I feel like most school learning is not about deeply understanding the subject, it's about getting a high-level map of the knowledge that's out there - you don't get to spend a year studying in every location, but you know they're out there. I don't remember anything that I memorized about the periodic table or various algebra equations, I couldn't label the parts of a cell to save my life, I can't remember how to find the area of a triangle or the point of Ethan Frome. I do remember a lot of stuff about writing, grammar and music because I liked those classes and have continued to use most of that knowledge throughout my life.

But. I recently started a hobby for which math is sometimes really useful, and I find that when I'm looking up and using that knowledge for a purpose, it's far more interesting and meaningful than it was in high school. And while I don't remember many specifics from my math and algebra classes, I remember enough that I can look at a situation and think "okay, math can help me with this" and look up what I need to know to work it out.

There's no reason that learning needs to stop after college, or that we need to be confined to the subjects we found interesting at 18. Learning new things throughout life keeps your brain engaged and can provide a lot of joy and satisfaction.
posted by bunderful at 5:56 AM on July 3 [1 favorite]


My education in history and geography was poor. In 8th grade, I didn't know or care what bauxite was, but as an adult, I've gotten more interested in geography, and knowing that having reserves of aluminum has political and economic meaning. It's not too hard because it fits onto knowledge that's around me all the time in the news and books.

When I took programming classes in my 40s and 50s, it was really hard. Just plain new information with no context. But after I got some basics, it felt good to stretch my brain. Older brains are less plastic, and learning new material isn't as easy, but certainly possible and enjoyable.
posted by theora55 at 7:30 AM on July 3


As I get older, I tend to focus on building my strengths rather than trying to address weaknesses. Related to that, I try not to get bogged-down in subject areas that are not directly relevant to some project or interest that I am actively pursuing.

To give some examples: I studied French for six years, but I never really became fluent. And by now, I've forgotten most of the French that I did learn. But I'm OK with that -- I don't really need to know French for anything. Also, I did well in physics classes, but I always felt like I never really developed a good grasp of electricity. At this point in life my attitude is, "So what?". I'm not an electrician or electrical engineer. I don't need to know this stuff. I'm content with living the rest of my life with the realization that I will never really understand electricity.
posted by alex1965 at 12:17 PM on July 3 [1 favorite]


I feel like I'm constantly revisiting topics initially introduced to me via high school and college, AMA! To avoid getting too wordy, I'll focus on German:

I have a chaotic memory (similar to a sieve, but one that catches a few things inconsistently), so I'd get straight A's in my language courses and promptly forget most of my vocabulary and grammar after graduating college. For German, my reading comprehension is still pretty ok, but my listening comprehension, writing ability, and recall of declension are all abysmal. Like, wirklich schlecht. The benefits of my language courses in school were primarily 1) five days a week (M-F) of classes, so there wasn't really any time to forget things in between courses, 2) other people: an instructor to explain and correct us + classmates to practice speaking with, 3) constant assignments for practicing. Basically, courses just provided me with the opportunity to get immersed and not forget stuff right away. Achieving a sense of mental clarity for grasping new grammar concepts or retaining enough vocabulary to read a chapter book wasn't due to any increase in intelligence on my part, just the circumstances of my life providing me with the support to focus and not forget. I also supplemented my learning with as many German-language films and music as I could, but once I started law school and then started working full-time, my time to concentrate on German went auf Wiedersehen.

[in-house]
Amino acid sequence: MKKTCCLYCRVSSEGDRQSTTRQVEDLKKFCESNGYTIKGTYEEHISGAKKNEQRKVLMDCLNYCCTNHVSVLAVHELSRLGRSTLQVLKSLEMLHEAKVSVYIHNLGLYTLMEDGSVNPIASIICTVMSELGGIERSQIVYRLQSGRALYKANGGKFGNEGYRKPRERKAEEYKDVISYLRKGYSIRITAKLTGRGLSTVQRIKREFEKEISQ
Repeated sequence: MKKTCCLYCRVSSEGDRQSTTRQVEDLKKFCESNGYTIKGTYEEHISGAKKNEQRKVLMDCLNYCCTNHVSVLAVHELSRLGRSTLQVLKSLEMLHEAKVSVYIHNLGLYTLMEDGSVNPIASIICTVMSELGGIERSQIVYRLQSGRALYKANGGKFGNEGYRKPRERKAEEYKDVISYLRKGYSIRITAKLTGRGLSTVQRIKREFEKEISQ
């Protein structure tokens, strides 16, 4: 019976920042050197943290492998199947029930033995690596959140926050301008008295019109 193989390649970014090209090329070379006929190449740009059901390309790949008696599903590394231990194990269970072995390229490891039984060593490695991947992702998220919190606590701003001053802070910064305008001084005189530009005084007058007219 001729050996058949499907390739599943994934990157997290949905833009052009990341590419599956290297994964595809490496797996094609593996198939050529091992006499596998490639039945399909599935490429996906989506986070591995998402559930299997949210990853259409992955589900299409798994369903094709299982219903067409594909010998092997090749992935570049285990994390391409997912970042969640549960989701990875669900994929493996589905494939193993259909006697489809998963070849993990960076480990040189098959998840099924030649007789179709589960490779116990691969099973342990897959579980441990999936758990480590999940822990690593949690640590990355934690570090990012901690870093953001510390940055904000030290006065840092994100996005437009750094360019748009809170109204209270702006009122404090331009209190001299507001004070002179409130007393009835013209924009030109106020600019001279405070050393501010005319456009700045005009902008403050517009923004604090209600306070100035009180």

However, now I have the financial ability to make better use of my limited free time, if I so choose (and when I have the energy to do so), so I'm starting to get back into improving my German proficiency. Unlike Mandarin, German isn't something I feel socially pressured to learn because of my racial identity or what people expect of me when they see me, so it's a "fun" thing to revisit for me. (Challenging, but technically still fun.)

As ivan ivanych samovar mentioned upthread, there are resources available nowadays that I didn't have access to before. I Duolingo when I only have a few minutes to spare, I stream more German-language media than I previously ever had access to (I don't have to hunt down the physical DVD just to watch ein Film now? amazing!), and sometimes I'll pick up English Grammar for Students of German and feel enlightened for the time I'm reading it. I can't say I'm doing as well as I did at my peak Deutsch comprehension at 20 (go go elastic brain...), but it's something I enjoy doing, because it's a choice I've made regarding something I don't feel external pressure to do.

And it's fun. Don't force yourself to revisit things you don't actually like! As others have noted, you'll enjoy learning (or re-learning) more about things that interest you.

(P.S. What about literature would you be interested in revisiting? I've read/studied most major works in the Western canon, have opinions on Pevear & Volokhonsky (tl/dr: Dostoyevsky translations have been good, Master and Margarita not so much), and know 西遊記 (translated) pretty well - would be happy to offer any recs or input I can!)
posted by rather be jorting at 4:27 PM on July 3 [1 favorite]